I’ve always known I have an amazing mom, but as the years have passed, I shake my head in wonder at the life my mom has lived. Mom’s life hasn’t always been easy. It’s been filled with sacrifices, challenges and trials, but not being afraid of hard things is just one of the lessons I’ve learned (and continue to learn) from Mom. Disclaimer: I do not claim to have mastered the many lessons mom has taught, but that doesn’t mean she didn’t teach them. In fact, while I was lucky enough to have a mom who read to us, taught family night lessons and homemaking skills, most of what she taught was from her example. Here are a few of the lessons Mom taught.
To write letters – Never have I known anyone who was better at corresponding that Mom is. Probably her biggest obsession and personal indulgence is paper products. Mom is a sucker for pretty cards. Then she uses those cards to say thank you, hope you’re feeling better, I miss you, I’m proud of you, and more. Personal, hand-written correspondence is almost a lost art, but Mom has done her part to keep it alive. Even with us living just an hour away, she and Veronica exchange almost weekly letters.
To love babies -- She had eleven of her own and would willingly have had more. But even that many babies doesn’t stop mom from loving every grandchild, every niece and nephew and really about any baby she sees.
That we are our children’s defender – Mom taught me that Mom’s MUST defend their children—from injustice, from bullying, from mean teachers, from the world. I’ll never forget her following a bully (who was bigger than her) home from the school bus because he'd been picking on her children. She was fearless.
That we are our children’s cheerleader – With eleven kids, I can’t even imagine how exhausting it must have been to listen to every story from school, attend every concert, sporting event, art night, dance program, and more. But she did and made us feel like she loved it. Even now, with dozens of grandchildren, she and Grandpa still try to attend at least one game of each grandchild during each sports season. They also attend the grandchildren's spelling bees, concerts and plays.
To fulfill church assignments – Mom is more than willing to be in the background. She doesn’t like a lot of attention and she’s not an exhibitionist. Her favorite callings have been behind the scenes—a small primary class or compassionate service leader. But when asked, she has nervously, but willingly, taken the role of leader. She’s always done what she’s asked.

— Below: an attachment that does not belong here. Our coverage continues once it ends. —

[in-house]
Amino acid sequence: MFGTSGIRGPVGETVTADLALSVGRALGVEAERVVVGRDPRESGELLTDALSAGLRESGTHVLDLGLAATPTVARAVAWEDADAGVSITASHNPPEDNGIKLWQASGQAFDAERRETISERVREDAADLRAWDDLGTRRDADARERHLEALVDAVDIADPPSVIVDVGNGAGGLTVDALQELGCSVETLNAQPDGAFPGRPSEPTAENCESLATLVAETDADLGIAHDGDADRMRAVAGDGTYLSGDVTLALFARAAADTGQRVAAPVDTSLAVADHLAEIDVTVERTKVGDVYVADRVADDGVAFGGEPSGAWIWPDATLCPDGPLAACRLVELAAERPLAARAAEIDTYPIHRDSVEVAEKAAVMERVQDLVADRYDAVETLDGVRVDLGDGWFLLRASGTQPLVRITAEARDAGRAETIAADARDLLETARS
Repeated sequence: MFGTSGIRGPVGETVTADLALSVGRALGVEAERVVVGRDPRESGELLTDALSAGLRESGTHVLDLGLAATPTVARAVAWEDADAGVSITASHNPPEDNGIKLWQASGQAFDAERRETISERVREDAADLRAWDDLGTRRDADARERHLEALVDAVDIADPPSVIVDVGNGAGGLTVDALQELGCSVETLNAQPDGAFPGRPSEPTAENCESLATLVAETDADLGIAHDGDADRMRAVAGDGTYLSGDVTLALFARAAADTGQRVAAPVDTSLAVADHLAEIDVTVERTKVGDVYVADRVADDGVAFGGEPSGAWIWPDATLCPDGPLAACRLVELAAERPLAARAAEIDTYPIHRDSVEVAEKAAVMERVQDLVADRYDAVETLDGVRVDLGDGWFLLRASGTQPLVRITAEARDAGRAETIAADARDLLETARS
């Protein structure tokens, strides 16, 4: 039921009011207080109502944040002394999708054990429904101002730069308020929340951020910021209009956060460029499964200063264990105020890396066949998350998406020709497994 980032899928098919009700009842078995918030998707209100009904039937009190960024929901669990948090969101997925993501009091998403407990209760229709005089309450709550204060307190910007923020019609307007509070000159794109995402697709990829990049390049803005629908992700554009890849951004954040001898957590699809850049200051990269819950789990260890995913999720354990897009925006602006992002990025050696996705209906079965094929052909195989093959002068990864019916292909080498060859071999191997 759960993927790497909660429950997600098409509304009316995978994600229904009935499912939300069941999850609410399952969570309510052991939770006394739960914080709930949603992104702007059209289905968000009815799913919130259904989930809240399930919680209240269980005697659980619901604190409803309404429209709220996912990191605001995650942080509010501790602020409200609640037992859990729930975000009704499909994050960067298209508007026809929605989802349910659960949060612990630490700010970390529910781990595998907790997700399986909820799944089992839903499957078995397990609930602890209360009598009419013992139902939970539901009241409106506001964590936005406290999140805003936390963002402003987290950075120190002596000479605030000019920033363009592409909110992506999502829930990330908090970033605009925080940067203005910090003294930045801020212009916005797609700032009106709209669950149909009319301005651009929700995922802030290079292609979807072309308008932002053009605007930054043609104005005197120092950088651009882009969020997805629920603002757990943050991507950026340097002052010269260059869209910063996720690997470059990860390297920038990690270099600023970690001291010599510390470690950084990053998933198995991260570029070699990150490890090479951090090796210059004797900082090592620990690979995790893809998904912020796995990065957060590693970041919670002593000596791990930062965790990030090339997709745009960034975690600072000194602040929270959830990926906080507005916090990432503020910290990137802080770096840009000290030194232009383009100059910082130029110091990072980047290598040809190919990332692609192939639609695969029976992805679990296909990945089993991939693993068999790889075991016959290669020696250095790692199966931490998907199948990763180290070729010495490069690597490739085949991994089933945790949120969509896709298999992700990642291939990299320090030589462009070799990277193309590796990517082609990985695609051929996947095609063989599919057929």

To do it ourselves (make the things you can’t afford) – Mom never wanted us to do without, so when graphic tees came into style, she used fabric paints and made graphic tees. When western shirts with snaps came into style, mom learned how to use a snap tool and made the boys snap-up western shirts. When everyone was getting cabbage patch dolls, Mom made us cabbage patch dolls. She was always good at seeing something that we couldn’t afford and making a version of it for us.
Creativity -- Mom taught me to be creative. She sewed most of our clothes. She made dolls. She quilted. She cross-stitched. She fabric painted. She decorated our home with the things she made. If we needed curtains, she made curtains. When I was asked to prom, she made a prom dress.
To accept the Lord’s will – Mom had two miscarriages and lost a son to death in a car accident. Even though there were really hard things, Mom taught by example that we need to accept the Lord’s will. When I was eighteen, she had her last miscarriage. Dad was out of town so she called me at work and asked if I could come home and take her to the doctor. On the way home, brokenhearted, she said, “It must have been the Lord’s will.” No bitterness. Just acceptance. I’ll never forget that.
To work hard – Mom fed a huge family on a budget by baking her own bread, making butter and cheese from our own cows (this included straining milk and washing huge pieces of equipment), and more. She moved bedrooms around more than anyone I’ve ever seen, even though it was an enormous job. She canned and gardened and did laundry. The work never ended and she did it willingly and I don’t remember her complaining.
Patience – We kids fought. We complained about helping. Some of us (me especially) were not great students. Through it all, Mom was patient. When I think about how long it would take me to do a sink full of dishes, I don’t know how mom stood it.
To love good books – Mom loved to read and introduced me to Jane Austen and Bess Streeter Aldrich, two of my favorite authors to this day. In spite of how busy she was, she read Where the Red Fern Grows and all the Laura Ingalls Wilder books to us at night before we’d go to bed.
That it’s okay to stay home from school once in awhile – I never wanted to go to school. Most days she made me go. I was rarely allowed to stay home unless I could demonstrate a fever (which I learned to do by putting a thermometer under hot water or on a light bulb). I now know she wasn’t really fooled. Surely, when she saw a fever of over 105 and didn’t instantly run me to the emergency room, she had to know I was just needing a day off—a day to stay home and help or watch gameshows. Because of that, I occasionally let my kids have a day off. It’s good for all of us!
It is impossible for me to ever thank Mom enough for the lessons she taught me, the incredible example she has been and is, and the wonderful friend that she is. I love you, Mom. Happy Mother's Day!